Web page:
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Host escape behavior and blood parasite infections in birds

García-Longoria, L., Garamszegi, L. Z., Møller, A. P.
Behavioral ecology 2014 v.25 no.4 pp. 890-900
Haemoproteus, Leucocytozoon, Plasmodium, antipredatory behavior, bird diseases, birds, blood, escape behavior, habitats, host-parasite relationships, humans, parasites, parasitoses, predators, risk, risk behavior, virulence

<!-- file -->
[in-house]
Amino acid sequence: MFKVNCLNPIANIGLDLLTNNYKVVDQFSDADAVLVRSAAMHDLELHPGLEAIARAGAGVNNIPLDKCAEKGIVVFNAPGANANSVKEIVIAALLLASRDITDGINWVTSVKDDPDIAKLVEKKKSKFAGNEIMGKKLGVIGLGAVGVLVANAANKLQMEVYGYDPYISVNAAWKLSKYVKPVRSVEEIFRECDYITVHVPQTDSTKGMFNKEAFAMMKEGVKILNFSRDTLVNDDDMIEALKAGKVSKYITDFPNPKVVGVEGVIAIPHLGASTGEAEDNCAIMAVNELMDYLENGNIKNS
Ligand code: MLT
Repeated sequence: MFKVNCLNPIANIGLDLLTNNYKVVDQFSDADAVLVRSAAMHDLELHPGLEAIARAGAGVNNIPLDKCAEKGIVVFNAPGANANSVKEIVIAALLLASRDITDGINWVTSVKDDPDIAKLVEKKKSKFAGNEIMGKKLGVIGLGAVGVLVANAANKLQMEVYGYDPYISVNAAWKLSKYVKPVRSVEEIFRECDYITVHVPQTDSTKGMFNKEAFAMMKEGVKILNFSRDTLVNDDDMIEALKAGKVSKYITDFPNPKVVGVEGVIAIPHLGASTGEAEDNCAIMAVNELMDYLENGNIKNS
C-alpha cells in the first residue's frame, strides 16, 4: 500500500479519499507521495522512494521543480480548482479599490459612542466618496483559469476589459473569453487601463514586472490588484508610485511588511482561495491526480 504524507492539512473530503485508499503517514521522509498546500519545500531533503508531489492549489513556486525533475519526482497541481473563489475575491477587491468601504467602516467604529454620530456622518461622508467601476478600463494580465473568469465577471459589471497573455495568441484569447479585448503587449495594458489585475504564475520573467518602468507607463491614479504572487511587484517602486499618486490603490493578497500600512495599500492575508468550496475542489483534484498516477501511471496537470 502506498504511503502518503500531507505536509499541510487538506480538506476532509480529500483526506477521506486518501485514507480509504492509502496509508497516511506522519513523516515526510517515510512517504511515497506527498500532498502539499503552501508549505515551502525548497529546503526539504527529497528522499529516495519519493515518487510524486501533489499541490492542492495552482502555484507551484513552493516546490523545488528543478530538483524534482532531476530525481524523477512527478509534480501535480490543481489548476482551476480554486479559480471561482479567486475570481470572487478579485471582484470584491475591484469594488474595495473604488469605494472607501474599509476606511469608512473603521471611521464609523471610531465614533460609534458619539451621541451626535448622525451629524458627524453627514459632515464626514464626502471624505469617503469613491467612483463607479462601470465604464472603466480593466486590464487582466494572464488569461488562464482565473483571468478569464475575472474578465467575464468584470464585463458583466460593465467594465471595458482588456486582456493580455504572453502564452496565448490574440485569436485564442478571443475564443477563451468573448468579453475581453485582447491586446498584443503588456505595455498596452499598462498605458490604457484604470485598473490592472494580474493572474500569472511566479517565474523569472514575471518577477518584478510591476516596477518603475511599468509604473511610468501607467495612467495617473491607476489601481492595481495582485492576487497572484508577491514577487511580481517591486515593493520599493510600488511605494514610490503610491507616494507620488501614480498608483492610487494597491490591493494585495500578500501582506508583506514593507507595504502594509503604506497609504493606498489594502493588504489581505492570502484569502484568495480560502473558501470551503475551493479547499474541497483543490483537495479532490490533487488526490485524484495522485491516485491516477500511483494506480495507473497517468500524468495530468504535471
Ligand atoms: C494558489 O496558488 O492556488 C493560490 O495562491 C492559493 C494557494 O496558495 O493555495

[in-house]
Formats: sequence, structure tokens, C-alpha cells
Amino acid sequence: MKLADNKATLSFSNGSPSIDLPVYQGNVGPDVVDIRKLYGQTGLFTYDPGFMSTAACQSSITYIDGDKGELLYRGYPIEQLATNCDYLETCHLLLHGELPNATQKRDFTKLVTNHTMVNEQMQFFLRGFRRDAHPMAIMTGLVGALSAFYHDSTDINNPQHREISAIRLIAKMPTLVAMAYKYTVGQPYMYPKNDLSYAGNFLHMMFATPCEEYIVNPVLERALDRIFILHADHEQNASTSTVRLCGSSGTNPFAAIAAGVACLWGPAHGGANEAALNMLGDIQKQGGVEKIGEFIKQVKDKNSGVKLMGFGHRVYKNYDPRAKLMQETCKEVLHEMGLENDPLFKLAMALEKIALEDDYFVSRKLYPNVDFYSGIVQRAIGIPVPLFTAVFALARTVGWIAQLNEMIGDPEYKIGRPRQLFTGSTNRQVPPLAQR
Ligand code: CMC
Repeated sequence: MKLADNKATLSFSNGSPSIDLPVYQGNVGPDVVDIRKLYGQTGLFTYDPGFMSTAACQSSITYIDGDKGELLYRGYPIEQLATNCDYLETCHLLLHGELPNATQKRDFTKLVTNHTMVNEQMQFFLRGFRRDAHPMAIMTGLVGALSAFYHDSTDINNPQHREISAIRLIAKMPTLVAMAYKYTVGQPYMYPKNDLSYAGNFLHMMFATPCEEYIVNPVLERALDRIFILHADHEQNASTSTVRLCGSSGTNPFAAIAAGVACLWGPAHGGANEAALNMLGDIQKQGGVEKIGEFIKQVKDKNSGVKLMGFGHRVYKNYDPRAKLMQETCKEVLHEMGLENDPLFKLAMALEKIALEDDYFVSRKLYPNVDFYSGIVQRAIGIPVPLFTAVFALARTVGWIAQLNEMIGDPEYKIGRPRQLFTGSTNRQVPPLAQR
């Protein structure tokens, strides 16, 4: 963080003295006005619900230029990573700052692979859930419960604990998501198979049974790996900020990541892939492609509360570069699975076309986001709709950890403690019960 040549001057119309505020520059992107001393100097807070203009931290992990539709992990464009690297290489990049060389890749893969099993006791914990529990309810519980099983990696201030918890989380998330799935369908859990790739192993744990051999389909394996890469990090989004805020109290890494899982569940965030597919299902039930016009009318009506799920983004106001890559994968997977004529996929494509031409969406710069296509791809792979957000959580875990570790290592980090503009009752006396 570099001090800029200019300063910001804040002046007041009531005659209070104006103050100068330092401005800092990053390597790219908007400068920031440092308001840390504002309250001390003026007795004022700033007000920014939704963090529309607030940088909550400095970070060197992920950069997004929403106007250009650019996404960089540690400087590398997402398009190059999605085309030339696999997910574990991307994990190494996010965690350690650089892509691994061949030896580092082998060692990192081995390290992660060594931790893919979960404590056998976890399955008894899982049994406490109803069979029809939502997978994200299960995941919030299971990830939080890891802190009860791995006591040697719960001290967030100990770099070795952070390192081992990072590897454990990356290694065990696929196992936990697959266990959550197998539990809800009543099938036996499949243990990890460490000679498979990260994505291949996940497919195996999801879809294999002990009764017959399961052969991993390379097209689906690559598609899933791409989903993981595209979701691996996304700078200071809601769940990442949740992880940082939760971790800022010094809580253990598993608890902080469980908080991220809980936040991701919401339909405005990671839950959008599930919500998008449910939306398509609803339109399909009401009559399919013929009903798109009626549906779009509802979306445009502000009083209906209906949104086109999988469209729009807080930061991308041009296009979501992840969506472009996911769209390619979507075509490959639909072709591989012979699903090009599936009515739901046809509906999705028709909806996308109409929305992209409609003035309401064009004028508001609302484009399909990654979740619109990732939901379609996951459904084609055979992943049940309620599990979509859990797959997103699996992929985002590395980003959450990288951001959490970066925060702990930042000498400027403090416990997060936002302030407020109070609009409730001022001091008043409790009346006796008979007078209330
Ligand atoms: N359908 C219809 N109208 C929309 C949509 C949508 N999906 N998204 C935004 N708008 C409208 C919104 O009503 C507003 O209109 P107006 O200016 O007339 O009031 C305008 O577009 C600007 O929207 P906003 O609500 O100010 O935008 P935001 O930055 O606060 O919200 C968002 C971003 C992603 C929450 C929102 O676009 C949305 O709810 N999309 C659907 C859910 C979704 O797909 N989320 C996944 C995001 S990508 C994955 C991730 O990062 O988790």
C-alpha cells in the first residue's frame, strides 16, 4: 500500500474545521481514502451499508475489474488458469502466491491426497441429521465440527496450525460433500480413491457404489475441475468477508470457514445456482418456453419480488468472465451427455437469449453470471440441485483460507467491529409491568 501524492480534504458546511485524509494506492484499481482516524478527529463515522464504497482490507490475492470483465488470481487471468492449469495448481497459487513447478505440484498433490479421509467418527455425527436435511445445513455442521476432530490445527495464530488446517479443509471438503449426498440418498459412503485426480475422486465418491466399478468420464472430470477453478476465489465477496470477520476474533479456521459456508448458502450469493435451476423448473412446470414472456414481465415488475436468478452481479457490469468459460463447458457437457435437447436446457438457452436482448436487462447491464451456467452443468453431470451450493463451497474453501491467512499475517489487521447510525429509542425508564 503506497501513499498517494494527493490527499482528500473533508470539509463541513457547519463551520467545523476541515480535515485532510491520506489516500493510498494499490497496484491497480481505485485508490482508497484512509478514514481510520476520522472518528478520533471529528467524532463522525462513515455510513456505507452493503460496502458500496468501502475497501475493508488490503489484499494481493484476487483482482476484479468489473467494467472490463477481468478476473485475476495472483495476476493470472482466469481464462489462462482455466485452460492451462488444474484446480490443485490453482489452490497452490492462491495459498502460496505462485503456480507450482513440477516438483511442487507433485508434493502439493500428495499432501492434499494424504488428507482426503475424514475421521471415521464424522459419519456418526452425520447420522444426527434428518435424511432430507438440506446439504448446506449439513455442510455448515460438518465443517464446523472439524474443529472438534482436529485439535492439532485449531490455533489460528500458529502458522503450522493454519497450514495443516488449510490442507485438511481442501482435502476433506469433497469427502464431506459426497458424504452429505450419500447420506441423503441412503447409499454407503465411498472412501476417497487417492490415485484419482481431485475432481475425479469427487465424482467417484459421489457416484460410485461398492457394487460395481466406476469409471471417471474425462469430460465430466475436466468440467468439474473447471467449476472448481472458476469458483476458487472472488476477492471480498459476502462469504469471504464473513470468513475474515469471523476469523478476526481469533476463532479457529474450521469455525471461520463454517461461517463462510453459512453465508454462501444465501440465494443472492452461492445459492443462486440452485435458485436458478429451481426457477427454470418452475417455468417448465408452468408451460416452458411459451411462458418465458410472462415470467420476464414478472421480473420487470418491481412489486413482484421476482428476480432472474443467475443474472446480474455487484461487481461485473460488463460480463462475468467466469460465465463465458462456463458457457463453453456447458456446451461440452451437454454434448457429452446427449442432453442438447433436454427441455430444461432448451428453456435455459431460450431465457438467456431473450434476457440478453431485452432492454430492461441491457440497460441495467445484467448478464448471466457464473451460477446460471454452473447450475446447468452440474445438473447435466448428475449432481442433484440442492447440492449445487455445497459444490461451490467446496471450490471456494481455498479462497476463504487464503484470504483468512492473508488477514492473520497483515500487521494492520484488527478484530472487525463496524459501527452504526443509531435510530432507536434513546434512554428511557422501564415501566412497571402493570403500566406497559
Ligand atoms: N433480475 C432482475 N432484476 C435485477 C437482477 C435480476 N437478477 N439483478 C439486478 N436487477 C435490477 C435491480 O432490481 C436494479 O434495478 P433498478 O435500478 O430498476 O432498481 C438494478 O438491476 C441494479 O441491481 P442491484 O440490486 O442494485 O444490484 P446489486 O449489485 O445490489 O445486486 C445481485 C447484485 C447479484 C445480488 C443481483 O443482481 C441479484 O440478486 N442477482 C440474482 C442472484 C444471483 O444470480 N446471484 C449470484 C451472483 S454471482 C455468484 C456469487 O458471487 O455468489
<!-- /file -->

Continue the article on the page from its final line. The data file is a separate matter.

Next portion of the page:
Active and risk-taking behavior may bring animals into contact with predators but can also result in frequent encounters with parasites and vectors via the exploration of risky or diverse habitats. Therefore, we predicted that antipredator behavior, here measured as escape behavior when captured by a human, would correlate with risk of parasite infection at the interspecific level with bolder species having more parasites than risk-averse species. Here we tested whether species with more active escape behavior also tended to have high prevalence of blood parasites, specifically hemosporidian parasites. Focusing on effect sizes we found that escape behavior was intermediately and positively related to prevalence of infection with Haemoproteus and Leucocytozoon, whereas that was not the case for the more virulent Plasmodium. Species that were habitat generalists and hence encountered a greater diversity of habitats had higher prevalence of blood parasites than specialists. In addition, some components of escape behavior were correlated at an intermediate magnitude with habitat exploration, as reflected by the relative frequency of feeding innovations, and coloniality. We failed to find considerable patterns of correlations between most of the behavioral variables and flight initiation distance, another commonly used antipredator behavior. Therefore, behavioral responses to an approaching predator and to being caught by a human likely represent 2 independent axes of antipredator behavior that do not evolve in concert. These findings are consistent with the hypothesis that escape behavior is related to risk of infection with blood parasites partially mediated by the effect of habitat generalism.